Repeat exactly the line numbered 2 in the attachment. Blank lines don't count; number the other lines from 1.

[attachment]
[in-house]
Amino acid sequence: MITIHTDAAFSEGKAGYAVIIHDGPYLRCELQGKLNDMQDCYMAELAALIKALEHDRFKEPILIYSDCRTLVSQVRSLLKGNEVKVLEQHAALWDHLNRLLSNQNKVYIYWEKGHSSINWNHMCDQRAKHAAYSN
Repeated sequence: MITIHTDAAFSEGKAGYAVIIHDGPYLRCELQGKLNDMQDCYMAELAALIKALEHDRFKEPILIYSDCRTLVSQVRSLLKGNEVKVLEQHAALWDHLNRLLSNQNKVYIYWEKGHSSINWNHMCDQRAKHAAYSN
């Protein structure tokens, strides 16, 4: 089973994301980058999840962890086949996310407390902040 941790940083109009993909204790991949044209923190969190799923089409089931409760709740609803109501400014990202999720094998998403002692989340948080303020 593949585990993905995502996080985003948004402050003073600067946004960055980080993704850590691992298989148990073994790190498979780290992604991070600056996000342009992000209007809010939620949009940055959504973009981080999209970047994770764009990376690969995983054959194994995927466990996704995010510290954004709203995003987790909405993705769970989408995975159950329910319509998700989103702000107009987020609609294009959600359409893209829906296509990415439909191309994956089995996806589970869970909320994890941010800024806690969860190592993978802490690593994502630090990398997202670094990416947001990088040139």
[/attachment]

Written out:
Amino acid sequence: MITIHTDAAFSEGKAGYAVIIHDGPYLRCELQGKLNDMQDCYMAELAALIKALEHDRFKEPILIYSDCRTLVSQVRSLLKGNEVKVLEQHAALWDHLNRLLSNQNKVYIYWEKGHSSINWNHMCDQRAKHAAYSN